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People aren’t always the best at asking for what they need. Meet them one step ahead by offering to help when you find you have the resources. The worst that can happen is they politely decline, but appreciate your offer. The best that could happen is that you end up making someone’s day by giving them help they really needed. It’s a win-win! 

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It can be tempting to fall into talking about other people, especially when you discover some juicy secret about their lives. But gossip is never a good idea — it’s rude and, more importantly, can really hurt other people. Before you open your mouth, you might want to think through the consequences of gossiping you might not have anticipated.

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You don’t live in a vacuum. As much as you might wish it wasn’t so, the things happening in society affect you and the people around you. We are all interconnected; what’s happening to one group of people inevitably affects another. Expand your capacity for empathy by getting familiar with the adversity and social challenges people might face.

 

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Learning to say no is just as important for other people as it is for taking care of yourself. You might think you can do it all. But things are going to start to fall through the cracks. Do others a service and only bite off as much as you can chew. 

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Honesty is the best policy. Lying to try and impress other people or stretching the truth for your own benefit is selfish — even if the lie seems innocent. You don’t actually know the consequences of dishonesty until they happen. Plus, authenticity is important for your character. If someone discovers that you can’t be trusted, it puts your relationships at risk.

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Not every person you meet is going to be your favorite person — and even your favorite people are going to have their flaws. Cultivate a more positive outlook by choosing to focus on the good qualities in others, rather than on where they fall short of your expectations. Almost everyone brings something great to the table.

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Start sprinkling little compliments — genuine ones — throughout your day. Focus these compliments on the things you truly value about a person: their sense of humor, their talents, or their passions. These compliments are harder to give, but they mean a whole lot more than compliments focused on appearance ever could. The energy you give out into the world comes right back at you. You might find that spreading the positive vibes ends up making you feel more confident, too!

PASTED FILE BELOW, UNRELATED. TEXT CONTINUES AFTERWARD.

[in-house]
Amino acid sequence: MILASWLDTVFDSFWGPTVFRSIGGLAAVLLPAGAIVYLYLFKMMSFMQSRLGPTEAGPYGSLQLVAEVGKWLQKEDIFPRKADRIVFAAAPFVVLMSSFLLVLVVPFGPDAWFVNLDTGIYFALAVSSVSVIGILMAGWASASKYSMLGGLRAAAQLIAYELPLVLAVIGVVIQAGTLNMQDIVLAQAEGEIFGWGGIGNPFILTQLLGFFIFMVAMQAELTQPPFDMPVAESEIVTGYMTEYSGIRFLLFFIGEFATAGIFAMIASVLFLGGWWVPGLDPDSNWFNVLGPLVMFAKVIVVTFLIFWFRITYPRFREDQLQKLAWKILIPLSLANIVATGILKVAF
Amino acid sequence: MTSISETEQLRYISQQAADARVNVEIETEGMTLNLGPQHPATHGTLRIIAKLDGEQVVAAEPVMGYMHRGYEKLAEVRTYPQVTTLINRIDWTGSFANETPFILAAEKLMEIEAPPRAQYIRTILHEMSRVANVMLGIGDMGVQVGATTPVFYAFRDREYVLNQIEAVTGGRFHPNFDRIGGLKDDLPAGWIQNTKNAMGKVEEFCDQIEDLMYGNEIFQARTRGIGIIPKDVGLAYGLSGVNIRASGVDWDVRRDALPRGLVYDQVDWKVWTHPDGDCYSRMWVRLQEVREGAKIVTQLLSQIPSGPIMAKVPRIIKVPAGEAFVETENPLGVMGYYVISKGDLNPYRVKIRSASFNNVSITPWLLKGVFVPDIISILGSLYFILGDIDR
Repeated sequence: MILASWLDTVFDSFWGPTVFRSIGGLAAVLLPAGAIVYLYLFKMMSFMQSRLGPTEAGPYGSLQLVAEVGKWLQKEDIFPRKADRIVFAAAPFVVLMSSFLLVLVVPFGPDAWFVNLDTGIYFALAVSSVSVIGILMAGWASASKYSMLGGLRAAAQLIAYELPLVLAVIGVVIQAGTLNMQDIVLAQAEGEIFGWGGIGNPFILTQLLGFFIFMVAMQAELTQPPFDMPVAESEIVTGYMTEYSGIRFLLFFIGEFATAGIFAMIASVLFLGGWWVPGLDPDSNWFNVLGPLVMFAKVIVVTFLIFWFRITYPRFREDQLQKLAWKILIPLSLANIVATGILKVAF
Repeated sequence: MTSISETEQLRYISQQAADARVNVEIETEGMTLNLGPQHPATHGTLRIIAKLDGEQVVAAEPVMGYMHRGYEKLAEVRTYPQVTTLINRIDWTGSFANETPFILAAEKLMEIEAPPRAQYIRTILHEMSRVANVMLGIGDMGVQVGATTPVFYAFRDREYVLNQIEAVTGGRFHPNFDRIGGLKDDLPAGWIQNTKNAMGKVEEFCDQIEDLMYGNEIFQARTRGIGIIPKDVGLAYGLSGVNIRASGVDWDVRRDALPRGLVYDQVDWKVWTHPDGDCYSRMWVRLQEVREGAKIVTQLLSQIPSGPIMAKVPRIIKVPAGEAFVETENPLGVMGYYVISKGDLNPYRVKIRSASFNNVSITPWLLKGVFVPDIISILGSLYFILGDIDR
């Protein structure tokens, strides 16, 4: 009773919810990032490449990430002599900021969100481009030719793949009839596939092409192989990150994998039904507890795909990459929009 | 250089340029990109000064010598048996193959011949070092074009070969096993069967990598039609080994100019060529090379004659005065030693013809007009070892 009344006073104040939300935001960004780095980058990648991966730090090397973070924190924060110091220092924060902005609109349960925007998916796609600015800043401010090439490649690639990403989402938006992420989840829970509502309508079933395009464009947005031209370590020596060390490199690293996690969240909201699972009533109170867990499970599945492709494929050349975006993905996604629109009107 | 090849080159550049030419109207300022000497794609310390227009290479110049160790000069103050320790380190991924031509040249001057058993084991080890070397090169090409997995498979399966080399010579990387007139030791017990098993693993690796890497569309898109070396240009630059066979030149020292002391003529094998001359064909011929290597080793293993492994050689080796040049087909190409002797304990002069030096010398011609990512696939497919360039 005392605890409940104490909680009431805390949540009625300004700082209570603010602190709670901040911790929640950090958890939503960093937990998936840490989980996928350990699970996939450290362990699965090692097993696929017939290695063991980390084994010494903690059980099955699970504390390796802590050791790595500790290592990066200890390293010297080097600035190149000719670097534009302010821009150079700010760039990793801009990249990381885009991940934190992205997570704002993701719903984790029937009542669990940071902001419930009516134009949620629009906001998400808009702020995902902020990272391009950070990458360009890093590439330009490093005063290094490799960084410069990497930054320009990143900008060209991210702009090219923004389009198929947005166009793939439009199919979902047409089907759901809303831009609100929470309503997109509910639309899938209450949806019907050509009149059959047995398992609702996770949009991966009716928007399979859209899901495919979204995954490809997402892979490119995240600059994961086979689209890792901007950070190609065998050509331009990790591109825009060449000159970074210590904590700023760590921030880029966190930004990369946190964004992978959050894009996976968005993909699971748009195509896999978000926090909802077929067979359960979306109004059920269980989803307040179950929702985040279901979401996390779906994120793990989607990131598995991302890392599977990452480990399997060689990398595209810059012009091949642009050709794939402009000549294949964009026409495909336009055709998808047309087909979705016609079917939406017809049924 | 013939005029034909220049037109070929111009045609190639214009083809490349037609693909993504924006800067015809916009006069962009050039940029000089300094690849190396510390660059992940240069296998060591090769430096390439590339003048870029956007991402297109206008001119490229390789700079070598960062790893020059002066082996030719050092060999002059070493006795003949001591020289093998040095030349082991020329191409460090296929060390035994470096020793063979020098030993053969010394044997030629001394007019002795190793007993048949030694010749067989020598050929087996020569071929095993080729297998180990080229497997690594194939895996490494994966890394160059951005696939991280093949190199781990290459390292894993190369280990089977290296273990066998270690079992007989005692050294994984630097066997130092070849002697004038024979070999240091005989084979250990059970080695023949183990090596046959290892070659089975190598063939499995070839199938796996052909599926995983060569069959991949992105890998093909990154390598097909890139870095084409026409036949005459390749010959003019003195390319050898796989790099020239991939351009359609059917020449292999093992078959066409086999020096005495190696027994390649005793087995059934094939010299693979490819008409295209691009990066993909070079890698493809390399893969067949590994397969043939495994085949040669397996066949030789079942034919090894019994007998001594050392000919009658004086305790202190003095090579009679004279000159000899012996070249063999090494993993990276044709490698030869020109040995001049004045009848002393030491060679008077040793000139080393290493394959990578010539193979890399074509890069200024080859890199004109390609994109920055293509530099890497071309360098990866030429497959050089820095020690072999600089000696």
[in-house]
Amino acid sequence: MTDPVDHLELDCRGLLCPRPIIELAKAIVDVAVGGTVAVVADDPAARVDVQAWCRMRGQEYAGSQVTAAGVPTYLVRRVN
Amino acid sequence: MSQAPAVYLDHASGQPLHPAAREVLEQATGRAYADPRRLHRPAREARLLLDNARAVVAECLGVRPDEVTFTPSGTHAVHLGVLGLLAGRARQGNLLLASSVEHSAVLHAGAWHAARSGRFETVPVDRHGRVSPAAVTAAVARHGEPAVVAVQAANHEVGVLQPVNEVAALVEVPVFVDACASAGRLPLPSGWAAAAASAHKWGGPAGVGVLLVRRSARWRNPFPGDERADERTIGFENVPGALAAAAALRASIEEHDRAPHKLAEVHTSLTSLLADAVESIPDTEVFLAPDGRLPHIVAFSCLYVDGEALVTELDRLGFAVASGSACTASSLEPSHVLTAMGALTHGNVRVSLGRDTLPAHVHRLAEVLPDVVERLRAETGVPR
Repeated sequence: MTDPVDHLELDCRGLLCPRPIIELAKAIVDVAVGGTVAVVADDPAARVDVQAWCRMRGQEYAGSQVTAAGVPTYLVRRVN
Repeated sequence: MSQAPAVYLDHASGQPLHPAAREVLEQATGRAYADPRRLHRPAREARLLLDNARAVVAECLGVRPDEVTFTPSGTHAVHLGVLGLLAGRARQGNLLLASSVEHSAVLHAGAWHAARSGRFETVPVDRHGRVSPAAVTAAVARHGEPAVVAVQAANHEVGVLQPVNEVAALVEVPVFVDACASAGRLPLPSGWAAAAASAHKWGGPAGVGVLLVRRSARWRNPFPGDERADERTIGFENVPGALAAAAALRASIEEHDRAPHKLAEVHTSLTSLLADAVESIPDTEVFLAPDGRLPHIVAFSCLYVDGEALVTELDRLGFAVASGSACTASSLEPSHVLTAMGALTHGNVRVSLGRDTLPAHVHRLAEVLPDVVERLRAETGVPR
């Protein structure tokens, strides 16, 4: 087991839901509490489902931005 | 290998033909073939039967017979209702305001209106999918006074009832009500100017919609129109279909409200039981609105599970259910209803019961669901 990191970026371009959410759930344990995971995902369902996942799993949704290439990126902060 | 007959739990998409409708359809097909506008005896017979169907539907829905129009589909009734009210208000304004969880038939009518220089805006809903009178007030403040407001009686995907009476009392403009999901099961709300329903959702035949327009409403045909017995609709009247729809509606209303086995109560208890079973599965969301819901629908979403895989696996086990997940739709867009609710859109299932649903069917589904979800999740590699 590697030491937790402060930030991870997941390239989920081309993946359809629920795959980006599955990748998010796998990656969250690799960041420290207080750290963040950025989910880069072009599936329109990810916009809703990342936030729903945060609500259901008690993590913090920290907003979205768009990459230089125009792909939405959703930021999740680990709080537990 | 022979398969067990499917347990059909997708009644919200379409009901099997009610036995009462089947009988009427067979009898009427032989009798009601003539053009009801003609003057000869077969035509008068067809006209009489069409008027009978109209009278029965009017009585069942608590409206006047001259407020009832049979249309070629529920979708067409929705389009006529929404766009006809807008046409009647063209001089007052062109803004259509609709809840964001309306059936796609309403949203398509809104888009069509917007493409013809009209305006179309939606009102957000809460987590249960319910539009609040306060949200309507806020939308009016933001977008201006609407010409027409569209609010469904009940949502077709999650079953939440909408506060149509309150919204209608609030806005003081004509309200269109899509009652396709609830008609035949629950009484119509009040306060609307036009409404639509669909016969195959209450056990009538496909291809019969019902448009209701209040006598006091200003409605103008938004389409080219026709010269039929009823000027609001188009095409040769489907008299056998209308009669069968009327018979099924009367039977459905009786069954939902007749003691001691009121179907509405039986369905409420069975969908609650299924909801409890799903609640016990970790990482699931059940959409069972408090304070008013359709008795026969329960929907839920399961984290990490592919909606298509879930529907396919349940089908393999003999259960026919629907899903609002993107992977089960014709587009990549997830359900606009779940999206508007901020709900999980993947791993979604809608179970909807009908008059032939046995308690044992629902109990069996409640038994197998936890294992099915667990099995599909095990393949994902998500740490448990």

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Everyone has stereotypes and preconceptions about other people hidden in their brains — it’s not your fault that they’re there, but it is your responsibility to uncover them. Notice when you assume something about another person based on their appearance or background. Then, do the work to unlearn these biases one by one.

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Constantly complaining doesn’t do anyone any good — all it does is drain your energy and the energy of those around you. Instead of complaining when something isn’t going right, suggest a change that might make things better. Add to the situation, don’t detract from it.

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Listen: We hate slow walkers, people who stand in front of the train doors, and oblivious people who pause at the top of a staircase as much as you do. But instead of barreling past people and slamming your elbows in to their sides, use this phrase. Who even knows?! You may wake these sleepy people up to their own impolite behavior.

 

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See someone hanging out alone at a social event or looking worried at a train stop? Approach them and say hello! You might be able to help them if they’re in a bind. And who knows? Maybe you’ll make a new friend.

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Rather than thinking of what other people can do for you, ask what other people could use your help with. What goes around comes around! You could just perform an act of kindness without asking. But this way, you know you’re doing something really beneficial and not spending time that could be better used elsewhere.

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Let your friends know you’re listening. When someone confides in you, make a point to practice empathy rather than making it about you. A simple hug and an “I understand” goes a long way! Sometimes, silence and acceptance can mean more than even the most well-meaning advice.